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ItemErbium for optical modulation and quantum computationLim, Herianto ( 2017)Erbium (Er) is a lanthanide element, mainly used in its trivalent ionic form (Er3+), as an active dopant in optical devices, for light amplification or generation. The luminescence of Er3+ lies within the conventional wavelength band, 1530-1565 nm, for fiber-optic communication. The low noise, linear response, and stability of the optical gain provided by the Er3+ luminescence are ideal for applications in photonic systems that operate in the fiber-optic frequency. While much research has been done to understand the Er3+ luminescence in various lasing media, few studies have been conducted to tap the potential of Er for applications other than amplifiers or lasers. This thesis delves into two new areas, namely optical modulation and quantum computation, where the Er3+ luminescence may be able to be applied in a novel way. By incorporating Er3+ into a switchable optical material, an optical modulator could potentially be made that is capable of not only switching but also amplifying signal transmission or sustaining the signal intensity from propagation losses. This integrated approach could reduce device footprint and latency for on-chip as well as synchronous applications. Successful integration of Er, however, has never been demonstrated in conventional optical modulators because their reliance on electro-optic effects conflicts with the carrier-sensitive mechanism of the Er3+ luminescence. The compatibility between Er and a recently advocated optical material, namely vanadium dioxide (VO2), is examined in the first part of this thesis. VO2 exhibits a hysteretic, bistable phase transition that is accompanied by a high-contrast optical switching in infrared, including the fiber-optic, wavelength band. The phase transition can be triggered thermally as well as optically. When triggered optically, it can occur in picosecond timescale, making VO2 a promising material for ultrafast optical switching applications. Experimental characterizations of the Er3+ luminescence and the optical switching were performed on selectively prepared thin-film samples of VO2. The Er3+ luminescence could be observed after the samples were implanted with Er and then annealed between 800*C and 1000*C. The optical switching could also be measured in the implanted and annealed samples as they were thermally heated up and then cooled down past the critical temperature of the phase transition. The Er-implanted samples, however, were found to have broader hysteresis and lower switching contrasts than the pure VO2 samples. It is concluded that although Er-implanted VO2 could probably work as a combined optical switch and amplifier, the poorer switching qualities do not guarantee that a device based on the material could provide better utility than a separated system of optical switches and Er amplifiers. The Er3+ luminescence could also be utilized for quantum frequency conversion, for implementation in interconnects that interface superconducting quantum computers to a fiber-optic quantum network. For two superconducting quantum computers to be able to communicate over a fiber-optic quantum network, the frequency of the signals transmitted from either computer needs to be converted into the fiber-optic frequency, and then back into the microwave frequency upon receipt at the other computer. Early proposals suggested that the interconnect be at least comprised of Er3+ ions, a microwave resonator, and an optical resonator. The realization of this system has been attempted recently in basic experiments, but the conversion efficiency was found to be too low. The weak couplings between the Er3+ ions and the two resonators were identified as one of the main reasons for the low conversion efficiency. One way to mitigate the weak coupling in the microwave part is to have a superconducting flux qubit bridge the interaction between the Er3+ ions and the microwave resonator. The second part of this thesis presents a theoretical and simulation study of the dynamics of a coupled system consisting of Er3+ ions, a superconducting microwave resonator, an optical resonator, and a superconducting flux qubit. It is shown that quantum information can be exchanged between the Er3+ ions and the microwave resonator with a high fidelity via the qubit coupling, and the exchange process is controllable by changing the frequency of the qubit. The frequency conversion between the microwave and the optical regime is shown to be infeasible to be realized at the limit where the number of optical excitations (n) is much less than the number of ions (N). A high-efficiency frequency down-conversion is demonstrated to be achievable in the case where there is no decoherence, and both n and N are small. However, the time it takes to complete the down-conversion is very long, leaving the efficiency prone to decoherence. It is argued that for the frequency conversion to be able to be accomplished in a typical decoherent environment, both n and N need to be large. The study of the dynamics, in this case, is left for future research.
ItemFluorescent defects and optical structures in metal oxidesCHUNG, KELVIN ( 2016)The emission properties from fluorescent defects and manipulation/control of this light were the main themes of this thesis. It begins with the exploration of the emission properties of a radiating dipole within a spherical nanoparticle (NP) and how it is affected by the surrounding refractive index environment. It is important to address this topic as it can give researchers preliminary insight to their system using relatively simple numerical method and modelling. The radiating dipole is treated classically and the finite-difference time-domain technique is used to solve the electrodynamics of systems with optically relevant environments. This method is not restricted to just the environments presented within, but can be generalised to any arbitrary system. The total radiated power from the dipole can be significantly affected by: the refractive index of the NP, the size of the NP and the surrounding refractive index environment of the NP. Experimentally relevant refractive index distributions were considered in this thesis. The mechanism of visible and infrared fluorescence from optical defects within metal oxides has been highly debated where materials scientists do not have a general consensus on the origin. One aspect that is agreed upon is that the visible emission is due to native point defects within the crystallographic structure. This thesis will focus on the optical characterisation of fluorescence defects in promising optical materials of zinc oxide (ZnO) and titanium dioxide (TiO2). The controversy begins with the abundance of fabrication methods for ZnO and TiO2 that inevitably introduces different defects based on the experimental conditions. The fluorescence characterisation by materials scientists involves measurements that sample many defects, due to a large spot size in commercial set-ups, and therefore individual defect signal is lost. The defects in ZnO and TiO2 explored here will be characterised using confocal microscopy, a high-resolution optical technique. This gives the ability to address individual defects with an appropriate resolution to isolate single defects. The fluorescence defects from a few morphologies of ZnO and TiO2 were shown to exhibit room-temperature single-photon emission and these were furthered characterised by investigating their: photoluminescence spectrum, photodynamics, power saturation and lifetimes. Finally, this thesis explores the control and manipulation of light through a structured environment which is central to the operation of an integrated optical circuit. An important integrated component known as an optical microcavity which confines and traps was explored in this thesis. A deterministic algorithm for an ultrahigh-Q nanobeam cavity was explored within TiO2 that operates at the visible wavelength of λ = 637 nm, the mean fluorescence wavelength of the TiO2 single-photon emitters also presented in this thesis. The electrodynamics of the system was calculated using the finite-difference time-domain method. Preliminary fabrication results were also presented. The trapped light with an optical cavity is routed and connected within an integrated optical circuit using waveguides. An optical waveguide design that exhibits coherent tunnelling adiabatic passage of light was explored. The solving and propagation of optical modes was obtained using a combination of _nite element method and beam propagation method techniques. The design showed robust light transfer despite significant perturbations to the optimised system The archetypal three-waveguide system can be extended to a five-waveguide system where this system acts as a power divider. The three-waveguide system was fabricated into tellurium dioxide, an emerging material for non-linear optical communication applications.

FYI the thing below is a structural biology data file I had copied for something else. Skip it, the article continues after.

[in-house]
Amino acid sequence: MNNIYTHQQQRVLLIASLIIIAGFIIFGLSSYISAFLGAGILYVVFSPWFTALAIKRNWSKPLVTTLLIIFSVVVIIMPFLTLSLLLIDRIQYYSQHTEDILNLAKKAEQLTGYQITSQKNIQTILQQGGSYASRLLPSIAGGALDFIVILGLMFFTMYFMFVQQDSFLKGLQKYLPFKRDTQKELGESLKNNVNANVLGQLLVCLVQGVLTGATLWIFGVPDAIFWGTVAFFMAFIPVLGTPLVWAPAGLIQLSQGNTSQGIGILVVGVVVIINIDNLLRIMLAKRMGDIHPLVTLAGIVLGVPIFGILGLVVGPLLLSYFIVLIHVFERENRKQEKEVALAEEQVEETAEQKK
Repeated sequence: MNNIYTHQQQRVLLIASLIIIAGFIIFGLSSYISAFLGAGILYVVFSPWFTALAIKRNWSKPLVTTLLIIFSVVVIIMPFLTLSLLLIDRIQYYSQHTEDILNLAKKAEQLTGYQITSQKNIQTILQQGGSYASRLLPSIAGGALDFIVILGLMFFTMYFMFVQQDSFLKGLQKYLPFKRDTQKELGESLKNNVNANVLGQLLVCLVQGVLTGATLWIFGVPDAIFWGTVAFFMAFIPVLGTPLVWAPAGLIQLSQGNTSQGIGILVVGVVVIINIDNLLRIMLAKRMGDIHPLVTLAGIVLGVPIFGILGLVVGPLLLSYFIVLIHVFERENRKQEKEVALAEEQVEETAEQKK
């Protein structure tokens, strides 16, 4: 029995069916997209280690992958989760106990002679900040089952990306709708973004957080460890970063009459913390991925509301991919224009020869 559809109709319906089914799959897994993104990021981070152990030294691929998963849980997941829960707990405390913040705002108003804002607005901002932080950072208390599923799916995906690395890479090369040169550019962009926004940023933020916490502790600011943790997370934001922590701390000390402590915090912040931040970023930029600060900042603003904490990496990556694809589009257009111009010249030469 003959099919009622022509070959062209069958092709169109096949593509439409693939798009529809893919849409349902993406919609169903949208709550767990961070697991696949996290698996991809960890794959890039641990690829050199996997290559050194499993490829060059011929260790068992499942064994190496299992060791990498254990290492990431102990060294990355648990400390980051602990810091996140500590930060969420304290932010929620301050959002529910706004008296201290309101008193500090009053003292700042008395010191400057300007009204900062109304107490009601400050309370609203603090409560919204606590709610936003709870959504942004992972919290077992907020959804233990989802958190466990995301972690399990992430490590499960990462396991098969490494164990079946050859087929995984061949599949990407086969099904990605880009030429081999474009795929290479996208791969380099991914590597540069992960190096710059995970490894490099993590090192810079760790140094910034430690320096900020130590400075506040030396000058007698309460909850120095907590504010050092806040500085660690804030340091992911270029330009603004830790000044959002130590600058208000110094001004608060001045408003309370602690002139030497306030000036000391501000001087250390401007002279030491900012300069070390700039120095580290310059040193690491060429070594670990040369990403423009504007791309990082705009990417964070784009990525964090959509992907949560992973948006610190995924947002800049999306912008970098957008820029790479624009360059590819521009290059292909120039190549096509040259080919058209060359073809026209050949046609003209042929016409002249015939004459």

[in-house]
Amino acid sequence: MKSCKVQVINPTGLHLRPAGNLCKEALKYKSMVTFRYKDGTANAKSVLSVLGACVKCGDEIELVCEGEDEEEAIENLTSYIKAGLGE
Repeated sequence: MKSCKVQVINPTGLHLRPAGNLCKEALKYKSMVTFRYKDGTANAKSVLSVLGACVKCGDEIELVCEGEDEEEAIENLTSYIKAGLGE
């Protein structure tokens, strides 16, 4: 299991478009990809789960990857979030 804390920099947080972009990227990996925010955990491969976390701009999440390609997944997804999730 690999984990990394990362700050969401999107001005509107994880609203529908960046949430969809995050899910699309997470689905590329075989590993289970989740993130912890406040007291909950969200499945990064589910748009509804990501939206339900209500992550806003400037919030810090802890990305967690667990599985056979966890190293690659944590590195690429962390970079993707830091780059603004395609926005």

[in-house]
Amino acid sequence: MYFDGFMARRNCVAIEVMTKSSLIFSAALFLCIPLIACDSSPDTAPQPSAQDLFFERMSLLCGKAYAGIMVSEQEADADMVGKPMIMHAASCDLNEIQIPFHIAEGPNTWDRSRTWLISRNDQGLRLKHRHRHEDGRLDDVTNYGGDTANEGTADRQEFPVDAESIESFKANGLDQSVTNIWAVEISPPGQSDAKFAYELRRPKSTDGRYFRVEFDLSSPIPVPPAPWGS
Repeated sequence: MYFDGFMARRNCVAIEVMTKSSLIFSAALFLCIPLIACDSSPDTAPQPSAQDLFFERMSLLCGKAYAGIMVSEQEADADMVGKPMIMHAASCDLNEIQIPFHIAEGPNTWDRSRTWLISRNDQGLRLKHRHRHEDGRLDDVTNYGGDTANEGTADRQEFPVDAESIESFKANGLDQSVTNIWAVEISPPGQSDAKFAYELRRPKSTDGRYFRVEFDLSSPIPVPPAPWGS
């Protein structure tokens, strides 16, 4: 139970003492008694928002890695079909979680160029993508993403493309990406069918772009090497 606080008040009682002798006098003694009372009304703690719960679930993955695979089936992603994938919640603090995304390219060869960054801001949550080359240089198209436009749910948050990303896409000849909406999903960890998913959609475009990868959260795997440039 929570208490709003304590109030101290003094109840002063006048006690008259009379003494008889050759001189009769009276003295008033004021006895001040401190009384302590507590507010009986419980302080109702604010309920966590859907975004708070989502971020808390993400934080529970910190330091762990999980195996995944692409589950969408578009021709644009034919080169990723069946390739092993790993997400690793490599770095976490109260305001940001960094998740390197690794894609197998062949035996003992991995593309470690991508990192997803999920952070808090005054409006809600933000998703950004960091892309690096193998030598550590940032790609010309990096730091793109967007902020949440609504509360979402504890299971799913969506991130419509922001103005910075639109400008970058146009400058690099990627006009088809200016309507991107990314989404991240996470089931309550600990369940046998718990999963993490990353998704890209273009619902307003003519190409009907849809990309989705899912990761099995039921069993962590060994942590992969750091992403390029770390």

ItemMagnetic fields and chaos in coupled atom-cavity systemsHAYWARD, ANDREW ( 2016)This thesis explores the manifestation of many-body quantum physics in coupled atom- cavity systems, through the lens of the Jaynes-Cummings-Hubbard model. This model captures the behaviour of a strongly interacting photon system, with the entailing complex many-body quantum states. In particular, this work explores two distinct, but related, topics in many-body quantum mechanics. The first part of the work is concerned with a number of phenomena arising from the introduction of (synthetic) magnetic fields to the Jaynes-Cummings-Hubbard model. In this context, the Mott-superfluid phase transition is suppressed by strong magnetic fields, and vortices are observed in the superfluids regime. Also studied is the regime of high synthetic magnetic field to particle density, where the fractional quantum Hall effect manifests. Laughlin-like states are indicated by a number of metrics. Pfaffian like states are also show to exist when a three-body interaction is induced by the inclusion of a three level atom in the photonic cavities. In the latter part of the thesis, the relationship between classical and quantum chaos is explored through the introduction of a periodically perturbing force to a pair of coupled cavities. Demonstrated in this system are such chaotic behaviours such as localization, partially chaotic phase space, dynamic localization and dynamic tunneling.